Terri Brindisi

Terri Brindisi "Robyn Is Happy" stars Elisabeth Nunziato, left, as Robyn, with her pals played by Amy Kelly and Melinda Parrett.

Theatre review: B St. Theatre puts on 4-star 'Robyn Is Happy'

Published: Tuesday, Mar. 5, 2013 - 12:00 am | Page 1D
Last Modified: Tuesday, Mar. 5, 2013 - 9:38 am

Playwright Michael Elyanow's tumultuous world-premiere comedy-drama "Robyn Is Happy" at B Street Theatre veers across wide swaths of dramatic territory.

It details the changing relationship of three lifelong friends over a year in the women's lives. Opening as a jokey series of very funny one-liners, the play left-turns into an escalating series of dramatic confrontations before climaxing with a wildly entertaining, unpredictable finish.

Set in present-day Chicago, Elyanow's trio of adult women – Robyn (Elisabeth Nunziato), Trudy (Amy Kelly), and Hannah (Melinda Parrett) – have been best friends since the second or third grade, depending on who's counting. Drawn together by matching birthmarks on their thumbs, they have forged separate careers while maintaining a singularly close relationship.

Nunziato's effervescent Robyn is an attorney at a big-time law firm; Kelly's halting Trudy teaches at a Waldorf school, and the resolute Hannah has her own marriage and family therapy practice. The union of onstage friends makes for a sterling combination of complementary actors with numerous strengths. Nunziato and Parrett each maintain seemingly effortless dramatic connections while Kelly's comedic gifts make Trudy's passive honesty a continued gold mine of laughs throughout the show.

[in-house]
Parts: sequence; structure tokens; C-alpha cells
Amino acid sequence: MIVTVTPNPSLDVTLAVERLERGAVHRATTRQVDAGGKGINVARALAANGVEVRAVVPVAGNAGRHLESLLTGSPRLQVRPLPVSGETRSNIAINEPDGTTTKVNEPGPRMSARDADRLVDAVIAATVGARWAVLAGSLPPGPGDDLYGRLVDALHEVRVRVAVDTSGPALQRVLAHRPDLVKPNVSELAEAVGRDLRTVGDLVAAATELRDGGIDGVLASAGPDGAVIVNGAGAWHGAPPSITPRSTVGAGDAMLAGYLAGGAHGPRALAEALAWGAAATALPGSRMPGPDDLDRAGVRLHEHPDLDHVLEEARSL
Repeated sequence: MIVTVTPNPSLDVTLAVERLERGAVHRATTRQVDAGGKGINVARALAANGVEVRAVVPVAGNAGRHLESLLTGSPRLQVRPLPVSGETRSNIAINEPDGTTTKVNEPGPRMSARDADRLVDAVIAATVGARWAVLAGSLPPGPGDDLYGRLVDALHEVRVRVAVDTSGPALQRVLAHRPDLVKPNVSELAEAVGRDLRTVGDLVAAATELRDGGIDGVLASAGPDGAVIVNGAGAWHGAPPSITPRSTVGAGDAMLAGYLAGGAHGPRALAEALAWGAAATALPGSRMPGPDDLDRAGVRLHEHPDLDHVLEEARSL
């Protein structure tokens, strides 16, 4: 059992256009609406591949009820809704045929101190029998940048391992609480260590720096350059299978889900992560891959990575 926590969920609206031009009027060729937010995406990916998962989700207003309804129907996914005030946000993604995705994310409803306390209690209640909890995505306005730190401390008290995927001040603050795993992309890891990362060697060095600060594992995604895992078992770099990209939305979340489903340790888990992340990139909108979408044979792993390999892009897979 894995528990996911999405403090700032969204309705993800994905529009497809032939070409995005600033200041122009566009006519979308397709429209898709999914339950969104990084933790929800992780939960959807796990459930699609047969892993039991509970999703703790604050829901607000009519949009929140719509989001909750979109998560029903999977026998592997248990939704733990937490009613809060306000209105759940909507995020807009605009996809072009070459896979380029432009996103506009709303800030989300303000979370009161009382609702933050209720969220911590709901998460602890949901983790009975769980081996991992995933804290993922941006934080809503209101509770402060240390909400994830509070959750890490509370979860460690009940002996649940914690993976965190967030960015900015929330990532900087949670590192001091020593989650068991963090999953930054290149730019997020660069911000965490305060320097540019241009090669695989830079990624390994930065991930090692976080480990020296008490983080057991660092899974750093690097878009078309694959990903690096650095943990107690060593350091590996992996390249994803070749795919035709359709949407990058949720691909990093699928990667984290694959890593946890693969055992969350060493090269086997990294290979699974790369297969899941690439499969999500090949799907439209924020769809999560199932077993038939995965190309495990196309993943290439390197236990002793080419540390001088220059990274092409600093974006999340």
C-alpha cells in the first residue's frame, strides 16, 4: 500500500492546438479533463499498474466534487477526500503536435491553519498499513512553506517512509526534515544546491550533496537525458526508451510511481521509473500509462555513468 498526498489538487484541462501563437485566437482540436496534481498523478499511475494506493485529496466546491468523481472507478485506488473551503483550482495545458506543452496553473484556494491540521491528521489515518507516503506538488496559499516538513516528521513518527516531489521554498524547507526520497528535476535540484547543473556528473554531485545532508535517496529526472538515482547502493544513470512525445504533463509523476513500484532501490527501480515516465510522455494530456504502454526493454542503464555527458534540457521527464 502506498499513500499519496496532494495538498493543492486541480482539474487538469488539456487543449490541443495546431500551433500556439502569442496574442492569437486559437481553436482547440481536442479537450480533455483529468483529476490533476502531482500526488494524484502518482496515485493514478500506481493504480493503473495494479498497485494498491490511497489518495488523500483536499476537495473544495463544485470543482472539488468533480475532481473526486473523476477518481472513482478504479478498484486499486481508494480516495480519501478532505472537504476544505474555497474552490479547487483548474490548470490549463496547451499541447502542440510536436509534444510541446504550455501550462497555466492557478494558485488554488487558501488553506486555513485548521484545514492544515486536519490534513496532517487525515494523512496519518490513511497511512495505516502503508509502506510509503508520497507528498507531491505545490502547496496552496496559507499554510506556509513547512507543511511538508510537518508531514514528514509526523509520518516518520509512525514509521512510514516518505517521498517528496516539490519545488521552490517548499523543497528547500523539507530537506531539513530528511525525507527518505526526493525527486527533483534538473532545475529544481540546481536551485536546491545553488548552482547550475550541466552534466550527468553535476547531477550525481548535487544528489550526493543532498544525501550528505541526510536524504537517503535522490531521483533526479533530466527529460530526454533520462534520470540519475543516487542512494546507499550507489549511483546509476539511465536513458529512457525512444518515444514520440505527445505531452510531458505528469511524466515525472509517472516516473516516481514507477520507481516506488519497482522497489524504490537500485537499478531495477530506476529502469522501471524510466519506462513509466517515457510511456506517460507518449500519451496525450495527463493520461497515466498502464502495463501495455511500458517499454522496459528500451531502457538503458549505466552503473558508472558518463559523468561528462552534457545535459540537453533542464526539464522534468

The united front has cracked, though, with the disintegration of Robyn's 14-year marriage to Dean, an academic. Feeling liberated, Robyn has been living it up, but in the eyes of Hannah, she's having too much fun. Having glimpsed Robyn in flagrante delicto at an office party, Hannah feels an intervention is needed and pulls Trudy into the action.

While initially comic and clever, Elyanow's script has roots in the very real and uncomfortable dilemma of just how aggressively we should insert ourselves into someone else's life. What choices do we have to accept whether we agree with them?

Hannah feels Robyn's companion of choice is inappropriate. Robyn acknowledges that it might be a little unconventional, but for the first time in her adult life she feels happy. Trudy soon follows with her own less-than-traditional choice, finding previously elusive happiness as well. Hannah eventually finds herself battling her friends as they make lives she does not approve of.

Samantha Reno's bright set nimbly rotates as it becomes the women's different apartments. Director Buck Busfield effectively focuses on the shifting relationships despite Elyanow's pushing the story into creatively unlikely situations. The playwright provides plenty of bracing writing even as he telegraphs bits of the narrative. Although the finale feels underdone, his audacity triumphs.


Four Stars

What: The B Street Theatre world premiere of Michael Elyanow's comedy-drama

When: 6:30 p.m. Tuesdays and Wednesdays; 8 p.m. Thursdays and Fridays; 5 and 9 p.m. Saturdays; 2 p.m. Wednesdays and Sundays, through April 14.

Where: The B Street Theatre Mainstage, 2711 B St., Sacramento.

Tickets: $23-$35, $5 student rush.

Information: Call (916) 443-5300 or www.bstreettheatre.org

Call The Bee's Marcus Crowder, (916) 321-1120.

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